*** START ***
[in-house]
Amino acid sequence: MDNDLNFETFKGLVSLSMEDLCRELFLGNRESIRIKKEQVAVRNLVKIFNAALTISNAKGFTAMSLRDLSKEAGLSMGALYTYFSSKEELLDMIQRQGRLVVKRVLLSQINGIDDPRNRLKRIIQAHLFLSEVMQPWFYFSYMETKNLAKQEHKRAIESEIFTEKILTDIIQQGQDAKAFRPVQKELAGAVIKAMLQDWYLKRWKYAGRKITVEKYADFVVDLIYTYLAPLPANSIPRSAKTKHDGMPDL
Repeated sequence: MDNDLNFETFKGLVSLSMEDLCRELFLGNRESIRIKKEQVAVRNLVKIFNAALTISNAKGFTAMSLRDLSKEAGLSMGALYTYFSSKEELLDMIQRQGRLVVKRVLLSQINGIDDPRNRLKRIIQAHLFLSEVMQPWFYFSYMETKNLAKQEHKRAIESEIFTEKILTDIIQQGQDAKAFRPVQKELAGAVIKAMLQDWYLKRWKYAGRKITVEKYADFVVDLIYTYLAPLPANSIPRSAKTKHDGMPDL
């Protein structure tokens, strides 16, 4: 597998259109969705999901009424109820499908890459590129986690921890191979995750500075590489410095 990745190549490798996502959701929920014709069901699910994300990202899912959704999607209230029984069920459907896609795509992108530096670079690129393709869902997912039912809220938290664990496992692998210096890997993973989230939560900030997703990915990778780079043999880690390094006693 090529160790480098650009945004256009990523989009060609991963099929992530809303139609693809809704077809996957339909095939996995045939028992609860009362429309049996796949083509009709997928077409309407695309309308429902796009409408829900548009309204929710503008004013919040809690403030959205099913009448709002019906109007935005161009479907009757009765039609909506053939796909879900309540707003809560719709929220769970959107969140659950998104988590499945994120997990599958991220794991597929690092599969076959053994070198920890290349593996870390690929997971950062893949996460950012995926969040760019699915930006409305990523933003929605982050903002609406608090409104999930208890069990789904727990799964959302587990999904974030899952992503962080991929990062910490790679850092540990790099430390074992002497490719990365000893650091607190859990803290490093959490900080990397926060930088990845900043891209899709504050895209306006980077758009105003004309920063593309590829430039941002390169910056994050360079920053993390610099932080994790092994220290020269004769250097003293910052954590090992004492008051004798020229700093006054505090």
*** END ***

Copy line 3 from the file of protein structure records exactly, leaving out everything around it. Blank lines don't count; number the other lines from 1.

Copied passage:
Repeated sequence: MDNDLNFETFKGLVSLSMEDLCRELFLGNRESIRIKKEQVAVRNLVKIFNAALTISNAKGFTAMSLRDLSKEAGLSMGALYTYFSSKEELLDMIQRQGRLVVKRVLLSQINGIDDPRNRLKRIIQAHLFLSEVMQPWFYFSYMETKNLAKQEHKRAIESEIFTEKILTDIIQQGQDAKAFRPVQKELAGAVIKAMLQDWYLKRWKYAGRKITVEKYADFVVDLIYTYLAPLPANSIPRSAKTKHDGMPDL